I'm not sure what I really want to say. After leaving my husband I came back because I thought that he had really made all of these great changes. The look in his eye was sincere, the tone of his voice was different. He started going to counseling; he read the Evans book ( called me crying - saying all the "right" stuff) - in short he really seemed to care and he was taking all of the right steps. Right after coming back home he stopped going to counseling, stopped church, and put that book on a shelf. Things still aren't what they were before, but I'm wondering when it will go back to that since he isn't following through with all those promises. I really wish you the very best. It's just hard to trust again. Ouchhh. His anger and resentment took over again...

 B1: Submit
Date: Thursday, September 14, 2000

S1

Bill,

You are an inspiration to me. I have only recently discovered that I am (was) a victim thanks to a wonderful therapist. Since then I have had very limited interactions with my ex-boyfriend. I know that I need to move on and am ready to do so, but I have not told him why I don't want to spend time with or talk to him. I feel that I need to tell him, give him the P. Evans book, and give him the opportunity to understand himself and his patterns. I was concerned that this desire was a continuation of the caregiver/victim pattern even though I had decided that if he refused to read the book, I would no longer interact with him at all. You have helped me see that there is a possibility that he could actually recognize his abuse and his own hurt, which we all know is 50% of the battle, and that he does deserve at least that chance. I hope you realize how much your story, updates, and progress mean to the people that use this site. I thank you for that and wish you strength and contentment in the future, however things turn out with your wife. M  Good luck to you guys...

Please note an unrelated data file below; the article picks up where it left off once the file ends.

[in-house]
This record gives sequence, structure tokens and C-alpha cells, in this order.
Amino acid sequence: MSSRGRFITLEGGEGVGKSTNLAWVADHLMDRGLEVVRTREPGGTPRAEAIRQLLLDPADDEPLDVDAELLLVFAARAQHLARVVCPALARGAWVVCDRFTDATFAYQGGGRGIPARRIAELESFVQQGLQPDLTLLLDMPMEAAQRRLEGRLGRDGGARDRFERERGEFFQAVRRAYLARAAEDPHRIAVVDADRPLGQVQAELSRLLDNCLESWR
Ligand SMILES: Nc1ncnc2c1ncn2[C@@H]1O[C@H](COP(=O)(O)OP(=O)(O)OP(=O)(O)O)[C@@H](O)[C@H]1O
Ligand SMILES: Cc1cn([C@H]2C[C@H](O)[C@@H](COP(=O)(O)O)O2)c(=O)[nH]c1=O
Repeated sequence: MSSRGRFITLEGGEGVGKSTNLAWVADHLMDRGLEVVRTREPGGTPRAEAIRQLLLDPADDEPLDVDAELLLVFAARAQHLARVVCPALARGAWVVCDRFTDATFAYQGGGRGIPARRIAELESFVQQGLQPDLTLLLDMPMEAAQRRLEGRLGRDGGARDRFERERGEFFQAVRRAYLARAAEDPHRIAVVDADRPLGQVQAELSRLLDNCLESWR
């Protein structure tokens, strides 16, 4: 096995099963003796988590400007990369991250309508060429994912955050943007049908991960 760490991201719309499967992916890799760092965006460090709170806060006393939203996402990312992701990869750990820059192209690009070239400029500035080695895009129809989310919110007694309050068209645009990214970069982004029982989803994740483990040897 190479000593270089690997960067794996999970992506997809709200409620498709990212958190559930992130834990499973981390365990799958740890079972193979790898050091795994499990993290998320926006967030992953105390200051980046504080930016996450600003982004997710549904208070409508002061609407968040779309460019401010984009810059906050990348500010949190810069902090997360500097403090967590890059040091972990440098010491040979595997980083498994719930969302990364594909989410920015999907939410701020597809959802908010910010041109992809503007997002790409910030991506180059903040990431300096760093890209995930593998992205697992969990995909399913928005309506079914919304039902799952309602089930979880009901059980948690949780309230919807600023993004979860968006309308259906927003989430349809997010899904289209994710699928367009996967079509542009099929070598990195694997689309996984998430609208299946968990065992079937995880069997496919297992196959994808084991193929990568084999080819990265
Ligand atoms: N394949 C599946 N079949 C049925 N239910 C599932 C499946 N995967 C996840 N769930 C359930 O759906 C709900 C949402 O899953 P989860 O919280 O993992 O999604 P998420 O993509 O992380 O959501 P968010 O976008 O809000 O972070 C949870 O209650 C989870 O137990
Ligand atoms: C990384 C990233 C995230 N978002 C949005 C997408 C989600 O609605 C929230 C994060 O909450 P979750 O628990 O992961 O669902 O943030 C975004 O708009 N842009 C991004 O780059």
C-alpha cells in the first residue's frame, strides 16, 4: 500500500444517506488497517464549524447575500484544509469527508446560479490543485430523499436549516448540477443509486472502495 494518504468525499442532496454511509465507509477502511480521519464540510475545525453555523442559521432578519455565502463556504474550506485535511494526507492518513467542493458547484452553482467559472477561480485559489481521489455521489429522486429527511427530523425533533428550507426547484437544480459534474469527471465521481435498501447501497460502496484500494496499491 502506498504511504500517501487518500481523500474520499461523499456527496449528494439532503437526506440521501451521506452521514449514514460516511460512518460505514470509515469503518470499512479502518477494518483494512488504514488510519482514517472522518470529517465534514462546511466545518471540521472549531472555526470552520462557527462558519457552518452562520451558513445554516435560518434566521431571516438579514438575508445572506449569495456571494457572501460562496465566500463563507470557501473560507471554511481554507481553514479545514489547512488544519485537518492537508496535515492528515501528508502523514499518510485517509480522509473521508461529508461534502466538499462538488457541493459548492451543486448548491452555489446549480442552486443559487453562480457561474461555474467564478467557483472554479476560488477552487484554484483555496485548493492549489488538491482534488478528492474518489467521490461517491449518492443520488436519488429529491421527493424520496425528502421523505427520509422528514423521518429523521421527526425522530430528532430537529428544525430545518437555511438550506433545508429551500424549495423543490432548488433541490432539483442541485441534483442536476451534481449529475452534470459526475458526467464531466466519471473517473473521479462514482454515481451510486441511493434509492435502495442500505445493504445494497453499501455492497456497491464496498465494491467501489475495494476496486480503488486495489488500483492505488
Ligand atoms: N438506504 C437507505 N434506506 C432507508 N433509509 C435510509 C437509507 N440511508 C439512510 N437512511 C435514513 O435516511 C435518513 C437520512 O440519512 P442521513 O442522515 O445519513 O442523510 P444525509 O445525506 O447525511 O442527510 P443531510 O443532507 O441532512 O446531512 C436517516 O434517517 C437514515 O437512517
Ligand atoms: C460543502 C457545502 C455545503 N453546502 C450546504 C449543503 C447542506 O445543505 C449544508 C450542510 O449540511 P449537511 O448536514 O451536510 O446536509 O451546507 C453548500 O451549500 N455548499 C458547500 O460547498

B1: Submit
Date: Thursday, September 14, 2000

S1

Good for you for accepting the consequences of your actions! That is more than many men are able to do. . If it can't help your marriage at this stage, at least it may help you in your future relationships as well as all the persons who have read your E-mail. God Bless you and may He give you strength to accept things and move on. DEB

B1: Submit
Date: Thursday, September 14, 2000

S1

Perhaps she just doesn't believe you have changed. Wait it out and continue to behave differently, it may take a lot of time and effort. It might not bring her back to you. But it takes a lot to rebuild trust. More than it takes to gain it in the first place. Not only does it take time for the victim to develop trust, it takes time for the abuser to develop the skills to react benignly. First the angry person gets the cognitive "road map" of where they are going. Then begins the long and laborious task of applying that knowledge 24/7 until it becomes habitual and ingrained.

B1: Submit